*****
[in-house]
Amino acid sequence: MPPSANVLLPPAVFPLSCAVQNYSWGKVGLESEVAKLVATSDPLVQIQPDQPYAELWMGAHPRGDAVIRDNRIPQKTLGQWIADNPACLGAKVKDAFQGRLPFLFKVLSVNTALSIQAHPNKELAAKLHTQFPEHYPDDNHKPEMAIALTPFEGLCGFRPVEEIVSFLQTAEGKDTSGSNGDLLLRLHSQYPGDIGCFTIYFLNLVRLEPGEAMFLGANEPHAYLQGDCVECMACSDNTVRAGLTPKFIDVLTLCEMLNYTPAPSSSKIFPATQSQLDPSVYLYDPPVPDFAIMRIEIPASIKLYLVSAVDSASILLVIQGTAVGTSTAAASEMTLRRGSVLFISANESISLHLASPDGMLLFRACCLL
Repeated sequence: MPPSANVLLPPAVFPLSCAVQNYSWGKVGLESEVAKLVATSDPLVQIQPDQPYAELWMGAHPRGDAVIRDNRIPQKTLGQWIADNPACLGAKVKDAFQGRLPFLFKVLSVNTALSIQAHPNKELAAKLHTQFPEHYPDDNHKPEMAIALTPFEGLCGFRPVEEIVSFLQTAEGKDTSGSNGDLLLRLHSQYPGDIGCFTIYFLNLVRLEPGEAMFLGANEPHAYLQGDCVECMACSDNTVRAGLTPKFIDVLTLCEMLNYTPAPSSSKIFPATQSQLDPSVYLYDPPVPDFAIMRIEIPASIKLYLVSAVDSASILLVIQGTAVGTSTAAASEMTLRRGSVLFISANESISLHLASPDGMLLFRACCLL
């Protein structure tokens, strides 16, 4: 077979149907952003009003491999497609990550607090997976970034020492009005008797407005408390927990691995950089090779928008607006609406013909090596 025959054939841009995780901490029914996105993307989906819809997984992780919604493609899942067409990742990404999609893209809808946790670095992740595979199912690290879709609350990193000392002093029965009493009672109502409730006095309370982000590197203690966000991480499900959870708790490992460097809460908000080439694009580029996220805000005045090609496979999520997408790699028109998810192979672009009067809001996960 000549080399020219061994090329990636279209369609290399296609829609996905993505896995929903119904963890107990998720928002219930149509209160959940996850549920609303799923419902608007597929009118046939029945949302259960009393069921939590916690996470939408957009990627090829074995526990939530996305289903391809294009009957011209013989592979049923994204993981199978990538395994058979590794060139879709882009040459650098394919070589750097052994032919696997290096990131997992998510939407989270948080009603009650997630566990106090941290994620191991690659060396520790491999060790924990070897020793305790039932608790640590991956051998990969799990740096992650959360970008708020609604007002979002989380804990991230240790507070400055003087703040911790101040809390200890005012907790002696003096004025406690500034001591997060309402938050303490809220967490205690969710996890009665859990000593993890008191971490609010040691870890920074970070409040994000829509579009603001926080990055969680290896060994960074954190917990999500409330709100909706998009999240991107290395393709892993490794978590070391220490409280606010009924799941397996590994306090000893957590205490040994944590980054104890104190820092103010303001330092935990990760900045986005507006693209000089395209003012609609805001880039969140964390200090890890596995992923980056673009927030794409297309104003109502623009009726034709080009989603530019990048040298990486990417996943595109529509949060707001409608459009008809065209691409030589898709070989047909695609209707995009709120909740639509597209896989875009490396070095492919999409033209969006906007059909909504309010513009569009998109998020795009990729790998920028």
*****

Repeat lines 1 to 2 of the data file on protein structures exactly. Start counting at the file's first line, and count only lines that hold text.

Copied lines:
[in-house]
Amino acid sequence: MPPSANVLLPPAVFPLSCAVQNYSWGKVGLESEVAKLVATSDPLVQIQPDQPYAELWMGAHPRGDAVIRDNRIPQKTLGQWIADNPACLGAKVKDAFQGRLPFLFKVLSVNTALSIQAHPNKELAAKLHTQFPEHYPDDNHKPEMAIALTPFEGLCGFRPVEEIVSFLQTAEGKDTSGSNGDLLLRLHSQYPGDIGCFTIYFLNLVRLEPGEAMFLGANEPHAYLQGDCVECMACSDNTVRAGLTPKFIDVLTLCEMLNYTPAPSSSKIFPATQSQLDPSVYLYDPPVPDFAIMRIEIPASIKLYLVSAVDSASILLVIQGTAVGTSTAAASEMTLRRGSVLFISANESISLHLASPDGMLLFRACCLL